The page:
Alyssa Rowan

9 December 2019

Aya is a 10 track debut album, by Alyssa Rowan. Catalogue number: RR-AKR-1901




After many years of music, and a long break, my first actual album, I did almost by accident; as I composed some background music for a D&D campaign I ran over 2018–2019, and when we finished, I realised I’d made an entire album worth of music, and it’d be a shame if I didn’t do anything with it.

At the time, I said, it’s not very special, it’s far from perfect, there are lots of mistakes and it’s not really mastered or anything — but it’s a thing I did, and for what it’s worth, here it is.

I’m glad I released it.

Pine is the earliest track on there, and is the theme of the peaceful and prosperous inland mountain city of Mirror Lake, the rather sparse and unfinished map of which makes up the album art. The party started off trying to get there, and that’s where the adventure really started… with the aboleth in the lake, stealing a magical jewel from a mansion for a spy, foiling a pair of assassins sent after them, one of the party gaining either a blessing or a curse in a mountain temple, and encountering a mysterious magic item vendor who was far more important than he appeared, although they didn’t know that at the time. The track as released contains two full loops.

Nessen was done the night before release, but never actually got used during the campaign. There’s a PaulStretch VST in there as part of the processing and the pad is quite a lot of layers.

The Moondust series were all one huge dungeon, and are mostly highpassed because I had a deep low drone in the background when played live, and seamlessly morphed between the tracks during play — Arp Tang (based on a complex Helm arpeggiator patch that kept resetting whenever you looked at it wrong) is surprisingly popular (it just ends like that because it actually loops, but the release isn’t seamless).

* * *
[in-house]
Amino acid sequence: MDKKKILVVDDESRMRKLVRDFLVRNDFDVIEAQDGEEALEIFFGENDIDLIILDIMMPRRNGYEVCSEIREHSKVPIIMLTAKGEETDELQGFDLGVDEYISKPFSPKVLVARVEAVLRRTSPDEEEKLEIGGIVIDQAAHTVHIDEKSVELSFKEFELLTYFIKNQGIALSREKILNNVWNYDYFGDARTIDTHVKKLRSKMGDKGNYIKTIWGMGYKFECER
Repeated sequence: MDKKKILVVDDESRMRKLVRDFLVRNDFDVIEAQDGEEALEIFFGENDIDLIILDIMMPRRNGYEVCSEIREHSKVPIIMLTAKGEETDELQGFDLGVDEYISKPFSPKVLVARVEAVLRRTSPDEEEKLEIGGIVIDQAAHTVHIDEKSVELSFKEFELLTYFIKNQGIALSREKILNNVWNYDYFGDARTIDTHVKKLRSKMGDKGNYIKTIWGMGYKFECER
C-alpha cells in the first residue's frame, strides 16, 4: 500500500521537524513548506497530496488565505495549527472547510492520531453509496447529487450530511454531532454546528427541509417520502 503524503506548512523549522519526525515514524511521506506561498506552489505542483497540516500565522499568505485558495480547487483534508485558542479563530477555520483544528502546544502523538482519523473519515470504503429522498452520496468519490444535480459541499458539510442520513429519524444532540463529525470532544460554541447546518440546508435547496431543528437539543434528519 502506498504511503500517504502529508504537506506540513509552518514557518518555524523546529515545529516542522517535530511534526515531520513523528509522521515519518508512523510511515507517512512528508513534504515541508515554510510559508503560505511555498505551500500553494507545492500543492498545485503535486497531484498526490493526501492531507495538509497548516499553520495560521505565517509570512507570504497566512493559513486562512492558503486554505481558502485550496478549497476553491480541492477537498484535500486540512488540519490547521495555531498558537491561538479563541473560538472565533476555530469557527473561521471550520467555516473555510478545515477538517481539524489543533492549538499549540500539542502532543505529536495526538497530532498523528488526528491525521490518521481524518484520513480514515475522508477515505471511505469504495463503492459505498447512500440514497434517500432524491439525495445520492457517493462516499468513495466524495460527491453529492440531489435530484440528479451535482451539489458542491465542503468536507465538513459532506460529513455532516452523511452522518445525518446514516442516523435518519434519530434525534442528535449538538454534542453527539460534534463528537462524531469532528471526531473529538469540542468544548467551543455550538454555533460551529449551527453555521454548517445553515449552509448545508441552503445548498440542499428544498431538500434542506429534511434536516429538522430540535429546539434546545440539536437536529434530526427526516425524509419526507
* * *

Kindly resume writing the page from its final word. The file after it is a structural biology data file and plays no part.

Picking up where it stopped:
Moonshot, though short, was inspired by Siddhartha Barnhoorn’s OST for Antichamber. I wanted an unsettling sting that would spin my players around when they accidentally found themselves walking on the black sands of one of the moons after a teleportation went horribly wrong.

The Starfall trilogy was for the very end of the adventure. Melancholy, reflective and brooding — given the party had willingly allowed an NPC to sacrifice herself to bring the Night Star down to earth, destroying an entire continent and visiting upon the survivors the primal horror of the never-before-seen true darkness of the night sky from then on, all so the sorcerer could summon, and Wish to destroy, the kaiju-like planet-eating Tarrasque. Was such a noble goal worth such a deep sacrifice? Had they become villains after all, who would destroy almost everything to ‘save’ it? Although ‘The Saviours’ prevailed and were triumphant, they had to make a swift exit with their few remaining friends from a ruined city as the smoke rose and the dawn broke, unsure if they’d really done the right thing after all…


Produced with REAPER and played on an Alesis VI61.

I don’t remember everything I used, because it was fairly early on, and some of the plugins were free and fairly scuffed. Arminator features, I’m pretty sure, as does Helm, and Spitfire LABS. I bought Valhalla Shimmer midway through the album and it’s in chronological order except track 2.

Dedicated to my girlfriend Megan; and to my players: Nāomi, Hannah, Ash and Nico.

Album art: Alyssa Kimberley Rowan, an edited version of a self-produced tabletop map; ink with brush pen on parchment.

© 2019 Alyssa Kimberley Rowan • ℗ 2019 Rowan Recordings • See Copyright Policy.